Reflecting Realities Report: Examples of Good Practice - High-Rise Mystery
Our Reflecting Realities report is an annual survey that reviews the quality and extent of ethnic minority presence in children’s literature published in the UK. In each report we provide data and analysis of the books produced and consider the extent to which the books reflect the realities, as well as, broaden the outlook of their readership. We address the shortfalls of poor portrayals and highlight examples of great books we encounter as part of the review process. This year’s report celebrates your book as an example of a high quality inclusive and representative book...
What does the term Reflecting Realities mean to you?
Reflecting Realities means exactly that. Ensuring that our imagined stories – regardless of genre and theme – include a diverse range of children who are living in our real world.
What inspired you to write your book High-Rise Mystery?
Loving murder mysteries and wanting to see young black girls represented in books where they are being funny, smart and clever.
My mother was obsessed with Sherlock Holmes (particularly Jeremy Brett’s portrayal) so I had early exposure to the genre. We liked a lot of noir – I wrote a short film script called Investigating Eternity when I was 16. The twists and turns, chicanery and all-out scammery of murder mysteries are thrilling. Transposing those conventions to new contexts and types of writing, re-appropriating that Edwardian world into contemporary contexts was a fun and interesting process. Murder mystery is basically a game that can be played and written in new ways.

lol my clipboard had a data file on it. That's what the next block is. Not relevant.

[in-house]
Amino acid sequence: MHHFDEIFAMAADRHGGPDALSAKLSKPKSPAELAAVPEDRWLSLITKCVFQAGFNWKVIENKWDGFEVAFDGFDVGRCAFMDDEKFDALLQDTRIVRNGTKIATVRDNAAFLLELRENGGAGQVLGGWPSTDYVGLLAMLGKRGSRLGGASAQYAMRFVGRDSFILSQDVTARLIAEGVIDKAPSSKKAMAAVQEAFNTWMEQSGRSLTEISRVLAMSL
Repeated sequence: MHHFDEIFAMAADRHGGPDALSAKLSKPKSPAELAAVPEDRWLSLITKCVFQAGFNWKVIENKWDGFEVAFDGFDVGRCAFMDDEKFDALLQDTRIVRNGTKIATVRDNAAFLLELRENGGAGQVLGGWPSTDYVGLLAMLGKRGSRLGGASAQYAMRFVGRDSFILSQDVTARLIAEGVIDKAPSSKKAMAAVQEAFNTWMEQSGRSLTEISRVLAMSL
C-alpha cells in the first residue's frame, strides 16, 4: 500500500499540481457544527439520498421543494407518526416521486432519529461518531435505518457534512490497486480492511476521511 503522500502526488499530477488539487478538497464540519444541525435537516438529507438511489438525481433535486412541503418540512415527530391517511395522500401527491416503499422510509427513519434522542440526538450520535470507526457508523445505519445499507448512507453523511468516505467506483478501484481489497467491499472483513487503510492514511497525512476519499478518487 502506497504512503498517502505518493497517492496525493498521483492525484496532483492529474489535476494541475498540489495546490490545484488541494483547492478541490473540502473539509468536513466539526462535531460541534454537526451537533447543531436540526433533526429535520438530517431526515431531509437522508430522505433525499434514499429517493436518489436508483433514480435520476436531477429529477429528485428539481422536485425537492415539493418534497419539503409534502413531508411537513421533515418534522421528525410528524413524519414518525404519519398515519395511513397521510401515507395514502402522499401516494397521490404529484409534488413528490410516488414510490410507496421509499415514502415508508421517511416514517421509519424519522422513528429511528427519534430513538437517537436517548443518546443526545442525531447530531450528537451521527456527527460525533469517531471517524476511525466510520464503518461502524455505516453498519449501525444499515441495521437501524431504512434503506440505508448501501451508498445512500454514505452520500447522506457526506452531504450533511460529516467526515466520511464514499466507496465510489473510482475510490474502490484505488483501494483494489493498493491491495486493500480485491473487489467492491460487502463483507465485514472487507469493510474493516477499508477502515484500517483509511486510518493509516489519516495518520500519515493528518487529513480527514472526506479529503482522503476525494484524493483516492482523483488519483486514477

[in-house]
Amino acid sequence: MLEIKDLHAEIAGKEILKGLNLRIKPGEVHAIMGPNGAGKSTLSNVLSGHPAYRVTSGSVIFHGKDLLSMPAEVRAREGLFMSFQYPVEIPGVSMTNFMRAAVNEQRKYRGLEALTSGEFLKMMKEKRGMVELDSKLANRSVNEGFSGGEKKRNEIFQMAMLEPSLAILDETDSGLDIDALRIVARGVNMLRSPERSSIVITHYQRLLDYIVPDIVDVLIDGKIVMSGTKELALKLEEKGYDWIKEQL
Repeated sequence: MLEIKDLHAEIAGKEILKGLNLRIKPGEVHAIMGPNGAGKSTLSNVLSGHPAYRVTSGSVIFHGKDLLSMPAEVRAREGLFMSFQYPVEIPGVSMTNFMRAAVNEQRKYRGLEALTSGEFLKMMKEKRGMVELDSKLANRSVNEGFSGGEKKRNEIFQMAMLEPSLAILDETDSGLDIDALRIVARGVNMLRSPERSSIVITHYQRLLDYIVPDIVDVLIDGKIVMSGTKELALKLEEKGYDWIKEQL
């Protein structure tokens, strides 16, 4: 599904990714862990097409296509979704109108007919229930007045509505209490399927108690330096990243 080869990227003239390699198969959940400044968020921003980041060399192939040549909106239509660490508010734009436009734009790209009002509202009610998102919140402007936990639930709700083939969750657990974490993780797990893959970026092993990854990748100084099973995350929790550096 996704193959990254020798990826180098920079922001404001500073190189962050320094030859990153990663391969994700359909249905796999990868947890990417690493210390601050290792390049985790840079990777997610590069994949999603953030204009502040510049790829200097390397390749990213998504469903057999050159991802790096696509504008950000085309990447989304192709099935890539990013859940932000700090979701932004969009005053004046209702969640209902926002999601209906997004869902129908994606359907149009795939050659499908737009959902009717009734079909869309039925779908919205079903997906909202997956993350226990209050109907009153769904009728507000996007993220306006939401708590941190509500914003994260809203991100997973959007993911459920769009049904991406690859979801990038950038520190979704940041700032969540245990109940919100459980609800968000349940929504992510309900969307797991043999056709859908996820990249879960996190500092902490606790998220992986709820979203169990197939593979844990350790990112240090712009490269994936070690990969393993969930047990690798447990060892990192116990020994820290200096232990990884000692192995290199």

Was there a particularly memorable book that shaped your early reading experiences and set you on your reading journey? What was it about this particular title(s) that appealed to you?
I loved The Runaway’s by Ruth Thomas. The story follows two unpopular eleven-year-olds, Nathan Browne and Julia Winter. After they find A Lot of Money in an abandoned house in east London – which raises suspicions as they buy their way into the good books of the other children in their class – the duo run away from their homes and venture to Brighton and beyond, escaping perceived threats from the police – and their parents. The hijinx and the characters they meet along the way are revealing and funny, but it’s the growing begrudging respect, care and empathy that develops between Julia and Nathan, two very different children, that makes this book so special. That really appealed to me and is something I’d love to explore in my books.
What are some of the major influences on your work and how do you decide on your subjects?
I want to tell real, contemporary adventure with young black children where they show determination, grit and personality. In honesty, I’m influenced and inspired by myriad sources – art, games, people, food.
Finally, do you have any new titles or books in development aimed at a primary audience that you can tell us about?
I’m working away on a few books at the moment, but none I can talk about…yet! Watch this space!